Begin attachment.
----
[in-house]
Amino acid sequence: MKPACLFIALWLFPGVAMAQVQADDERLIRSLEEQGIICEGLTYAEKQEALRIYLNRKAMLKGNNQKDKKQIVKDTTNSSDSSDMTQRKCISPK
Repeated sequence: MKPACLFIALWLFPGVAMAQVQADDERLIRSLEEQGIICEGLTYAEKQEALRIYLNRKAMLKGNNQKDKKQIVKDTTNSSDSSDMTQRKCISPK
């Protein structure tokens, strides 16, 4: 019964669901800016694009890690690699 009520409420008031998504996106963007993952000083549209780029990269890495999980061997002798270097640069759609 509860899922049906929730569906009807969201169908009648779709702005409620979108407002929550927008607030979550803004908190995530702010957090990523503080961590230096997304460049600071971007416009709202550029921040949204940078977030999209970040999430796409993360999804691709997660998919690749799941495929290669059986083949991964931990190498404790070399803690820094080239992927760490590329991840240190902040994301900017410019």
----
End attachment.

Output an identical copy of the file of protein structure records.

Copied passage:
[in-house]
Amino acid sequence: MKPACLFIALWLFPGVAMAQVQADDERLIRSLEEQGIICEGLTYAEKQEALRIYLNRKAMLKGNNQKDKKQIVKDTTNSSDSSDMTQRKCISPK
Repeated sequence: MKPACLFIALWLFPGVAMAQVQADDERLIRSLEEQGIICEGLTYAEKQEALRIYLNRKAMLKGNNQKDKKQIVKDTTNSSDSSDMTQRKCISPK
């Protein structure tokens, strides 16, 4: 019964669901800016694009890690690699 009520409420008031998504996106963007993952000083549209780029990269890495999980061997002798270097640069759609 509860899922049906929730569906009807969201169908009648779709702005409620979108407002929550927008607030979550803004908190995530702010957090990523503080961590230096997304460049600071971007416009709202550029921040949204940078977030999209970040999430796409993360999804691709997660998919690749799941495929290669059986083949991964931990190498404790070399803690820094080239992927760490590329991840240190902040994301900017410019």